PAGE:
I find this to be a very attractive bit of kit, and since it uses AAA batteries, its not at all heavy and isn't in the least bit bulky to hold. Compared to some of the other pocket memo machines I've seen, this one really is the sleekest on the market - of the ones that use memory cards (those that have only internal memory are generally smaller than this one, as was our Olympus).
§ The Using it Stuff: This DPM really is very simple to use. To get the DPM to work, you slide the middle part of the four-position switch from the back towards the front so that it's in line with the rest of the switch, which turns the DPM on. When you want to record, you simply slide the whole switch upwards. When you want to rewind or fast forward, you slide the switch downwards. And of course, to just have it on standby, you put it in the middle/on position. When you're done, you hit the EOL button and the file is closed and ready for downloading, just listening to or even deleting. Yes, it really is that simple.
By the way, if you press the EOL button twice instead of once, then the letter you've just recorded gets marked as "priority" so that the person transcribing the documents will know it should be typed up first. This is one of the best features of this machine. What happens is that when you download the files, all of the priority ones come up bolded, and that way you know which ones to transcribe first. Pretty cool, huh? Well, we thought so.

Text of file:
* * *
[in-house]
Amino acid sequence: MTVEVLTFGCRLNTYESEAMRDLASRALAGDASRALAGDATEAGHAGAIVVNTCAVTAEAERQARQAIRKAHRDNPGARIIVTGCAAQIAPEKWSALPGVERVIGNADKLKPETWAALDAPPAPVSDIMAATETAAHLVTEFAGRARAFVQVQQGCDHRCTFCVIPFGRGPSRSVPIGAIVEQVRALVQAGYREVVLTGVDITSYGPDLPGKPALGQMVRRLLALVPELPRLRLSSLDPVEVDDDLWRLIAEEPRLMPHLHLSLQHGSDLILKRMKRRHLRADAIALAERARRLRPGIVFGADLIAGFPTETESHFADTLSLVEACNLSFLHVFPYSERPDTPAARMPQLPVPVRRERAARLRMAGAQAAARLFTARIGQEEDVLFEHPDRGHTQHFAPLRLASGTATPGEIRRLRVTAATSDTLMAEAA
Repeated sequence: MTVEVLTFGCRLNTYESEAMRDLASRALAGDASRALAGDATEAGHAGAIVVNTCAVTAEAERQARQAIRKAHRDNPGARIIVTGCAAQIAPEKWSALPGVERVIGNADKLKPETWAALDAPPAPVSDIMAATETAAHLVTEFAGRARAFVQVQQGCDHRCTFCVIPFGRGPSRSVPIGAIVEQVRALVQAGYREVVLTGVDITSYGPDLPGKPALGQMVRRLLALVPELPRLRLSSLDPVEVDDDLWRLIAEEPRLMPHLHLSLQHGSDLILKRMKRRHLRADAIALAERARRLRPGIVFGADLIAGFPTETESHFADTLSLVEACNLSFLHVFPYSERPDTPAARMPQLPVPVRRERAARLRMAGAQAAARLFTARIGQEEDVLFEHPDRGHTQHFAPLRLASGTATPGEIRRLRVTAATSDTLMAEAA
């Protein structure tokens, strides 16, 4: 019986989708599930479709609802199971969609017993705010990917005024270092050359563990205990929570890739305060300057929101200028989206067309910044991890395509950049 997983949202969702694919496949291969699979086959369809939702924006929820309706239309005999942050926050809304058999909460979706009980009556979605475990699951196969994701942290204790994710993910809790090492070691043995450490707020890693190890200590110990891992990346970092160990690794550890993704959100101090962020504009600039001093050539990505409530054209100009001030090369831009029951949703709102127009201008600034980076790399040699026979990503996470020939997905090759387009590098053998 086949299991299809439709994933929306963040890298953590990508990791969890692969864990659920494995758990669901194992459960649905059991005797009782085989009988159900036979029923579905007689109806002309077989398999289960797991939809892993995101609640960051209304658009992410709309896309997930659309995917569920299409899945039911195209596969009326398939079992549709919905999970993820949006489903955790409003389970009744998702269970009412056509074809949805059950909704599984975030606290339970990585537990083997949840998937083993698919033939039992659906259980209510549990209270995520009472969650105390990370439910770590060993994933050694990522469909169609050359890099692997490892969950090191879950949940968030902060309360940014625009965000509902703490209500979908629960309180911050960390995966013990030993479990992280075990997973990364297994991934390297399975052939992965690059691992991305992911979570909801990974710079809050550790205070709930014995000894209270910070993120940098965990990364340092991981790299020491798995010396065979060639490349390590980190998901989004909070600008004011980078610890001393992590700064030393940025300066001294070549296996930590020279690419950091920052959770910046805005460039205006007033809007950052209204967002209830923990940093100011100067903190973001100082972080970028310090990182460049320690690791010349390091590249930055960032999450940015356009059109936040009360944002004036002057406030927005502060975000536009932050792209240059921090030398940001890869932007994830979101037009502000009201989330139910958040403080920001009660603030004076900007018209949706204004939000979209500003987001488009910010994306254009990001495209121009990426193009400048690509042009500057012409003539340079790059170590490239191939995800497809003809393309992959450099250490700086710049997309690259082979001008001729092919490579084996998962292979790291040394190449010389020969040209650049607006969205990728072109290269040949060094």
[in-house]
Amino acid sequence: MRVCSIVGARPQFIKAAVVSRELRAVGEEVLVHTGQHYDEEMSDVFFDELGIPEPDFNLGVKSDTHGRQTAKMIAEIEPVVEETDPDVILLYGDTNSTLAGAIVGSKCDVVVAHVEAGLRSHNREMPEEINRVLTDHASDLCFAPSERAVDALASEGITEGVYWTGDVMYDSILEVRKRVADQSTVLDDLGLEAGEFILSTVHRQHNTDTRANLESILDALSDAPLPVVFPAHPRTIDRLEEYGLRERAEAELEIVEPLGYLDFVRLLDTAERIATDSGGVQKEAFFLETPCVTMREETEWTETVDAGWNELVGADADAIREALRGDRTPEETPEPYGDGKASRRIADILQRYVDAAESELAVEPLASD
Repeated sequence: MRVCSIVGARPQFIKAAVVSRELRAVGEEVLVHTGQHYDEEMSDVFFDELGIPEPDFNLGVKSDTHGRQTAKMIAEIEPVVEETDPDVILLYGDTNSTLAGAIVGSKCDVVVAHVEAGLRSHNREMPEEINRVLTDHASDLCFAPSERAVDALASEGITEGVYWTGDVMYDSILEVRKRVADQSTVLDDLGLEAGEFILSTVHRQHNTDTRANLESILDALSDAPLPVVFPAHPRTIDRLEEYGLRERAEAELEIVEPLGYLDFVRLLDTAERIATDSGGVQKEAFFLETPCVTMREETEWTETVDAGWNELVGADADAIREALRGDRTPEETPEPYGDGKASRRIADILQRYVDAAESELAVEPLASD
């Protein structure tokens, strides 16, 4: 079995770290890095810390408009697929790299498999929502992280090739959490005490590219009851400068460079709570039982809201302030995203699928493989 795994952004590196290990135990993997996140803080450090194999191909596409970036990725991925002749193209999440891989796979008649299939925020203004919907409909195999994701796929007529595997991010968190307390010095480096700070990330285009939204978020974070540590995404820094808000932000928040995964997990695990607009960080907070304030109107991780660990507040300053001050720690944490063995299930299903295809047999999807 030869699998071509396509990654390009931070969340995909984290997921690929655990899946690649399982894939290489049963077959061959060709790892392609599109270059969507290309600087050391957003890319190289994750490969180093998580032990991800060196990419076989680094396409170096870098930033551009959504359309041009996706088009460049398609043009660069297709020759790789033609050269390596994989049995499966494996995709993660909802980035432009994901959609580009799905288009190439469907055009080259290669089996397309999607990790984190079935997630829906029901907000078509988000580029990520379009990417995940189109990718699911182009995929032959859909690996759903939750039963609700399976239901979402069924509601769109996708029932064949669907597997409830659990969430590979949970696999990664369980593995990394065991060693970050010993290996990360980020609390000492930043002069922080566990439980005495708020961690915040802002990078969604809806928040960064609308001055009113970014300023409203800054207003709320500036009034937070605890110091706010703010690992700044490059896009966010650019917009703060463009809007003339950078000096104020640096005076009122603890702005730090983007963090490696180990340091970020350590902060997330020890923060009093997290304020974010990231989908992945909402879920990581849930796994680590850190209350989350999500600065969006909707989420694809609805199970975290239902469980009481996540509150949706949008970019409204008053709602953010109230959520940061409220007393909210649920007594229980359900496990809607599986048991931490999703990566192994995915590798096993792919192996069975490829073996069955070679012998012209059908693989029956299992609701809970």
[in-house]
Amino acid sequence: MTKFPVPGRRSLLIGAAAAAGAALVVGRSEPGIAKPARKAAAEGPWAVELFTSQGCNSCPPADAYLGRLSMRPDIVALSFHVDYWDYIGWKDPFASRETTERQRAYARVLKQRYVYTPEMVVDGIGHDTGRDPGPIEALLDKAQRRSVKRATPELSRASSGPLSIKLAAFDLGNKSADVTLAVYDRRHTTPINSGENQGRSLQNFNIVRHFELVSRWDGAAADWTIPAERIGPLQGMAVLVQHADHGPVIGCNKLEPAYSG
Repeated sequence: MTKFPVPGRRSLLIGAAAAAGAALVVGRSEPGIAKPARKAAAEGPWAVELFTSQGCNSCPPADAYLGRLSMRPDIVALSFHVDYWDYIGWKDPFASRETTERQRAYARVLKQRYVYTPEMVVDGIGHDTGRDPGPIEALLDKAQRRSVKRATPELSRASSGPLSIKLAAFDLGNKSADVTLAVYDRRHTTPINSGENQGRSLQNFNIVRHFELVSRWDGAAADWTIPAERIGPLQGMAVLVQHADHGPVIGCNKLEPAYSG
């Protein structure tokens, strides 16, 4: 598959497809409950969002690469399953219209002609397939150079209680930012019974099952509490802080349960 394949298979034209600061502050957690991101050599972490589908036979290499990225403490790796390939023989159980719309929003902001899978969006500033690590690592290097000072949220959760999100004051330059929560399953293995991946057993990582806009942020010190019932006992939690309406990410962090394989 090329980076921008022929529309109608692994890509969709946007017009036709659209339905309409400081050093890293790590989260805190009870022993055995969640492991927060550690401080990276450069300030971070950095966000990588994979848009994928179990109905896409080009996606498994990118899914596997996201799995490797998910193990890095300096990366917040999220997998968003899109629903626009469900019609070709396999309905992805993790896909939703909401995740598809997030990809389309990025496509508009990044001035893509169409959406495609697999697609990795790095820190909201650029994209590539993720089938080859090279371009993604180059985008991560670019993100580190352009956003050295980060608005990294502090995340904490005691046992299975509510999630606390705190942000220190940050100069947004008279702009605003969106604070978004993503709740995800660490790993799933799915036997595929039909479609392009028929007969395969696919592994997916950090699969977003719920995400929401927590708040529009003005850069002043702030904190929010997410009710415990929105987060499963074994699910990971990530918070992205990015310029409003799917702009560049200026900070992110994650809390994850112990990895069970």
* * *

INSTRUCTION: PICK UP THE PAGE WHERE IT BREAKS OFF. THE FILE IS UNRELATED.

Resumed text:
I mentioned the overwrite/insert button above. We never use this button since my boss is far too used to saying things like "strike that" or "go back to where I said", and anyway, he doesn't have time to fiddle around listening here or there to figure out where he wants to insert or overwrite things. Still, for the newer dictaters out there, this might be very useful - although I have my doubts. As for that delete button - we also don't use this since I'm far to worried that my boss will accidentally get rid of an important document. But I can see where someone who uses a machine such as this one for notes to themselves would find this very handy.